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Amid Baltimore Protests, A 'Little Spotlight Of Joy'

New Shiloh Baptist Rev. Harold Carter Jr. (left) and Caleb Studivant, a 24-year-old member of the church, have closely watched the unrest surrounding the death of Freddie Gray in Baltimore and the community's reaction.
New Shiloh Baptist Rev. Harold Carter Jr. (left) and Caleb Studivant, a 24-year-old member of the church, have closely watched the unrest surrounding the death of Freddie Gray in Baltimore and the community's reaction.

On Friday, Marilyn Mosby, the Baltimore City State's Attorney, announced criminal charges for six police officers in the death of Freddie Gray. The charges range from murder to assault and misconduct.

NPR's Rachel Martin went to Baltimore this weekend to trace what has been a very difficult week in the city's history. Last Monday, TV cameras descended upon the New Shiloh Baptist church in Baltimore where mourners had gathered for the funeral of Freddie Gray.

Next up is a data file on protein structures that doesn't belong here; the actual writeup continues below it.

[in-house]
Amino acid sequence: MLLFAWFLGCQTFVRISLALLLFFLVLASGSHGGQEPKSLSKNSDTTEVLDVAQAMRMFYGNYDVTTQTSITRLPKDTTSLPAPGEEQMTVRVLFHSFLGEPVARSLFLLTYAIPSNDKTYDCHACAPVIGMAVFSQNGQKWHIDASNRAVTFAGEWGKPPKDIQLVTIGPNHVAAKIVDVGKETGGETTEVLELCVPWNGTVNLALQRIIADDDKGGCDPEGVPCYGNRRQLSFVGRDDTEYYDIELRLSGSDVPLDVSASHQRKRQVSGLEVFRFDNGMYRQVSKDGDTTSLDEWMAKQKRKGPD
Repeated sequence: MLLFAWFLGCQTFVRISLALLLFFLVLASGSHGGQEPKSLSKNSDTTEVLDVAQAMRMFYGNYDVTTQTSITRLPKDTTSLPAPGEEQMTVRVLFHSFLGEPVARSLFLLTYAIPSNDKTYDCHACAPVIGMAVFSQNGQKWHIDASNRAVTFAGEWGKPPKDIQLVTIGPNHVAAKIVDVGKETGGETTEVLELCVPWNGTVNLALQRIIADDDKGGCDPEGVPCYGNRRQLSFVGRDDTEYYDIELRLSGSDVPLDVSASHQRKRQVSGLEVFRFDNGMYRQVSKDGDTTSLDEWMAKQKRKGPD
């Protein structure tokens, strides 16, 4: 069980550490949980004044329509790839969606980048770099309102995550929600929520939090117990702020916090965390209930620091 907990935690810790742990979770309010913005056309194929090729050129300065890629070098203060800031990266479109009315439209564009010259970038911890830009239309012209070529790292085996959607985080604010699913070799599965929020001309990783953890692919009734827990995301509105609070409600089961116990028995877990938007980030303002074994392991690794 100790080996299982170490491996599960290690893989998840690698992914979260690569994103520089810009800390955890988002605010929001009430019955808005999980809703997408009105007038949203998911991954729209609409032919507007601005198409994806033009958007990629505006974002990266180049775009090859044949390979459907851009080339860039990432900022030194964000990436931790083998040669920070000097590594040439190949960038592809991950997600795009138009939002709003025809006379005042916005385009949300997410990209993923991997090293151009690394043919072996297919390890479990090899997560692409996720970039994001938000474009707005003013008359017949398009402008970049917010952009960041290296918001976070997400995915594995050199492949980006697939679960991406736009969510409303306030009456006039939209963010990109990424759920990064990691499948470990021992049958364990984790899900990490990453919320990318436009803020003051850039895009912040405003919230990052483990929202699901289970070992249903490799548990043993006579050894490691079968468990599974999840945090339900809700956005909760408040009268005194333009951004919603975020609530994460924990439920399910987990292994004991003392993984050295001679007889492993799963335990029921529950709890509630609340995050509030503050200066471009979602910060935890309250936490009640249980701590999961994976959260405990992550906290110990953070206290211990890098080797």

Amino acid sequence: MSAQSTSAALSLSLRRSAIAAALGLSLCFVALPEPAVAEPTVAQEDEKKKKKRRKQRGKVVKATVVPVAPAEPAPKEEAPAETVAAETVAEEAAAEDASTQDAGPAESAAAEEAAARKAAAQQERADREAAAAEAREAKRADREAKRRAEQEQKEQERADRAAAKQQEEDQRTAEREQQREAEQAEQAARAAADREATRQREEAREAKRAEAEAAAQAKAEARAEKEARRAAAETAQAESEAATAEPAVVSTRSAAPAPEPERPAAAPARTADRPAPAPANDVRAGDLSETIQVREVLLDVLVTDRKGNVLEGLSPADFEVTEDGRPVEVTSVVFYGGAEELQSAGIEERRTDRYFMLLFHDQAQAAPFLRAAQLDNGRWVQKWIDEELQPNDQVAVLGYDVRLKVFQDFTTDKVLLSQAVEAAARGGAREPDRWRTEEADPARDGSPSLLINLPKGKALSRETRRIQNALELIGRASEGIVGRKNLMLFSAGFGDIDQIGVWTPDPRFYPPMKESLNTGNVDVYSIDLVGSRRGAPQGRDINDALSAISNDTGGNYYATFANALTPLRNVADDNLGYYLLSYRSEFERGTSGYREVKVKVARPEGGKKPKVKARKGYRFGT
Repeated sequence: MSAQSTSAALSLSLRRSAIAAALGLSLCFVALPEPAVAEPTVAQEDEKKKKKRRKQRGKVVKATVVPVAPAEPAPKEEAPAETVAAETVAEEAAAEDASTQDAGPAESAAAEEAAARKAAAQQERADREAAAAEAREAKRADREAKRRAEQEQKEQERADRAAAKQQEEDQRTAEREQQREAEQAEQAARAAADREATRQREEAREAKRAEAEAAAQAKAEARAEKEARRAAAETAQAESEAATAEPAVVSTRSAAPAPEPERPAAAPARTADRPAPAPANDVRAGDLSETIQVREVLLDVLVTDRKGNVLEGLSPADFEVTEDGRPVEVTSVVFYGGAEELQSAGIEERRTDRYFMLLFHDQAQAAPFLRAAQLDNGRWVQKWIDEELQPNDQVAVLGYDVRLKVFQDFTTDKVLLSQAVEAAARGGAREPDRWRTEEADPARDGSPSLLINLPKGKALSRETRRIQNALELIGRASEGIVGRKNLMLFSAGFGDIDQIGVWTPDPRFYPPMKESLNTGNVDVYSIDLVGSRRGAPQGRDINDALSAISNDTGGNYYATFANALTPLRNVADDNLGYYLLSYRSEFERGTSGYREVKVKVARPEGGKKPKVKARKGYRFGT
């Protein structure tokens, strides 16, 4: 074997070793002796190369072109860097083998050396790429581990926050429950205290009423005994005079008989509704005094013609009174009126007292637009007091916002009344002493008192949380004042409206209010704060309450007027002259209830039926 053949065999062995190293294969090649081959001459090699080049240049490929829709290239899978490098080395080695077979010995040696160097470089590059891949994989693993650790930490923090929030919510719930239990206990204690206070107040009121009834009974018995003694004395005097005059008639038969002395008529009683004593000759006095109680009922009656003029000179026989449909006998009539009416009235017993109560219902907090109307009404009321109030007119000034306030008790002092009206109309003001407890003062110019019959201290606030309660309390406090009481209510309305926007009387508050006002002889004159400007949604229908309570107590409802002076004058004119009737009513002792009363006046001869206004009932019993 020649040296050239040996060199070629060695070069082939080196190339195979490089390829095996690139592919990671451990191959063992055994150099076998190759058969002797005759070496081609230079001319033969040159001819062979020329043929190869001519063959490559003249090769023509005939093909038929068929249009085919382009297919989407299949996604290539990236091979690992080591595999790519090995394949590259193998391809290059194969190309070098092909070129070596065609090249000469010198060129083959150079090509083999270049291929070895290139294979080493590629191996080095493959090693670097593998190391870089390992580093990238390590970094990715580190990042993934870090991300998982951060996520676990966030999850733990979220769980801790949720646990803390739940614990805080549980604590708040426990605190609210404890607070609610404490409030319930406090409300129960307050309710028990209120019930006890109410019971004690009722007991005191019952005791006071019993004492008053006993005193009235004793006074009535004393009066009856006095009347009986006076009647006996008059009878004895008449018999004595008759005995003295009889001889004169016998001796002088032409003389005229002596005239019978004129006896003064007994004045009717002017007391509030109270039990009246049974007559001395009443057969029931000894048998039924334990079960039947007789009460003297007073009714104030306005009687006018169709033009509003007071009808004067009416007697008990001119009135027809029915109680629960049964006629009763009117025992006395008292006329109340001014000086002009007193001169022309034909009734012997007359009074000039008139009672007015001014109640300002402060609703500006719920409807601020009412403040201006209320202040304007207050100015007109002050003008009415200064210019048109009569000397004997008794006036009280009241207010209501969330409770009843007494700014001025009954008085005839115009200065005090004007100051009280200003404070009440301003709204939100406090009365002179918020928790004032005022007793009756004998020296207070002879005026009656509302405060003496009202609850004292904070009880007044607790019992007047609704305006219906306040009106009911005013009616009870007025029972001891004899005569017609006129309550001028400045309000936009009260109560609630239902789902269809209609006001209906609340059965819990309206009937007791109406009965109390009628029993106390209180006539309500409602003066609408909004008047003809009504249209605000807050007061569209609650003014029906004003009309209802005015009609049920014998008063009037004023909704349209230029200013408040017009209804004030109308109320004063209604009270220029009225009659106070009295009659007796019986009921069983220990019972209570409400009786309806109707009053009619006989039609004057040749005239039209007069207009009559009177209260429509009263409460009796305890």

The church is a touchstone for this community — the same neighborhood where Freddie Gray lived — and where Rev. Harold Carter Jr. presided over Gray's funeral. Later that afternoon, after the service, Carter made his way home. He turned on the TV and saw images of teenagers wreaking havoc on the neighborhood.

Martin talked with Rev. Carter, as well as Caleb Studivant, a 24-year-old member of the church, about what life in the church and in the neighborhood has been like during these turbulent weeks.

Click the audio link on the page to listen to their full interviews.

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